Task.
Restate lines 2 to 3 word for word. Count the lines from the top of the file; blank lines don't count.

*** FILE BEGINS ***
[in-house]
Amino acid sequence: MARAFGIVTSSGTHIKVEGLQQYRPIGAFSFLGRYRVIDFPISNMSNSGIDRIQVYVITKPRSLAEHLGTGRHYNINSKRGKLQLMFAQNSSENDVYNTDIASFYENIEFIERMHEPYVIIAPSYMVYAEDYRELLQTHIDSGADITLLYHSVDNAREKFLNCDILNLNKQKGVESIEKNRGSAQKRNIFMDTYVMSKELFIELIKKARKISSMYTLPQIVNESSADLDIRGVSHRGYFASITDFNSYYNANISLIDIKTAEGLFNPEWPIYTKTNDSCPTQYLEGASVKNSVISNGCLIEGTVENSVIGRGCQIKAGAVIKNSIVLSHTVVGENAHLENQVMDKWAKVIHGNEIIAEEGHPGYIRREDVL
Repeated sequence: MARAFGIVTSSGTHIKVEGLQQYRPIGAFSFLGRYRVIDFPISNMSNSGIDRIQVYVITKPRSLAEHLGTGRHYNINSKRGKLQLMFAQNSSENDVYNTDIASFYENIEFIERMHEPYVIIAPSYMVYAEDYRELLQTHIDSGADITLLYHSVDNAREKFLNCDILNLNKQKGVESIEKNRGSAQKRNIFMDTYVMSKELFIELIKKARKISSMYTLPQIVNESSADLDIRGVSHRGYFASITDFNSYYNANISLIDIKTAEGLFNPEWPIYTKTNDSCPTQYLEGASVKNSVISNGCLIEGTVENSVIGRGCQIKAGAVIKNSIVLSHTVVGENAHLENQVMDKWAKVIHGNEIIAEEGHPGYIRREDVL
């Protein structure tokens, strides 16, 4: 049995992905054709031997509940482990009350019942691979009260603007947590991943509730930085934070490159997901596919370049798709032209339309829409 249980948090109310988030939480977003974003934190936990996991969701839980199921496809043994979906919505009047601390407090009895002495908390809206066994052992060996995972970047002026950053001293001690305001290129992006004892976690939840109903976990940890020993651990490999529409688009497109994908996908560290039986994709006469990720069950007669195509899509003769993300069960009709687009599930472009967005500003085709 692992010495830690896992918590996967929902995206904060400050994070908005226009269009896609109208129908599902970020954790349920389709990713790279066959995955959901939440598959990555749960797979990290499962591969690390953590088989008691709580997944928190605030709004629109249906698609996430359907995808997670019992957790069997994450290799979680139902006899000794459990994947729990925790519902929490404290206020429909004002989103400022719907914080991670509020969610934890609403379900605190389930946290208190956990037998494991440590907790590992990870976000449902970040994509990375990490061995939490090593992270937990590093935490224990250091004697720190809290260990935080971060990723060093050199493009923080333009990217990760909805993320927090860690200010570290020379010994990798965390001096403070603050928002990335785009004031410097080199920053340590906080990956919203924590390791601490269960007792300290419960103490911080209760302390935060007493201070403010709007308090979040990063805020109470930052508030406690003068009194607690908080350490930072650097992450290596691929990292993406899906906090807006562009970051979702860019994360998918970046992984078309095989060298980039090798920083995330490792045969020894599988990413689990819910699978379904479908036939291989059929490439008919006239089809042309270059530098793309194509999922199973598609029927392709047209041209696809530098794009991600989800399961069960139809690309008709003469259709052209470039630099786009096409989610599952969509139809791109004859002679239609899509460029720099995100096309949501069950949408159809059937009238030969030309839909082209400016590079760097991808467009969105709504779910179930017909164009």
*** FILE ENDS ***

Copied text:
Amino acid sequence: MARAFGIVTSSGTHIKVEGLQQYRPIGAFSFLGRYRVIDFPISNMSNSGIDRIQVYVITKPRSLAEHLGTGRHYNINSKRGKLQLMFAQNSSENDVYNTDIASFYENIEFIERMHEPYVIIAPSYMVYAEDYRELLQTHIDSGADITLLYHSVDNAREKFLNCDILNLNKQKGVESIEKNRGSAQKRNIFMDTYVMSKELFIELIKKARKISSMYTLPQIVNESSADLDIRGVSHRGYFASITDFNSYYNANISLIDIKTAEGLFNPEWPIYTKTNDSCPTQYLEGASVKNSVISNGCLIEGTVENSVIGRGCQIKAGAVIKNSIVLSHTVVGENAHLENQVMDKWAKVIHGNEIIAEEGHPGYIRREDVL
Repeated sequence: MARAFGIVTSSGTHIKVEGLQQYRPIGAFSFLGRYRVIDFPISNMSNSGIDRIQVYVITKPRSLAEHLGTGRHYNINSKRGKLQLMFAQNSSENDVYNTDIASFYENIEFIERMHEPYVIIAPSYMVYAEDYRELLQTHIDSGADITLLYHSVDNAREKFLNCDILNLNKQKGVESIEKNRGSAQKRNIFMDTYVMSKELFIELIKKARKISSMYTLPQIVNESSADLDIRGVSHRGYFASITDFNSYYNANISLIDIKTAEGLFNPEWPIYTKTNDSCPTQYLEGASVKNSVISNGCLIEGTVENSVIGRGCQIKAGAVIKNSIVLSHTVVGENAHLENQVMDKWAKVIHGNEIIAEEGHPGYIRREDVL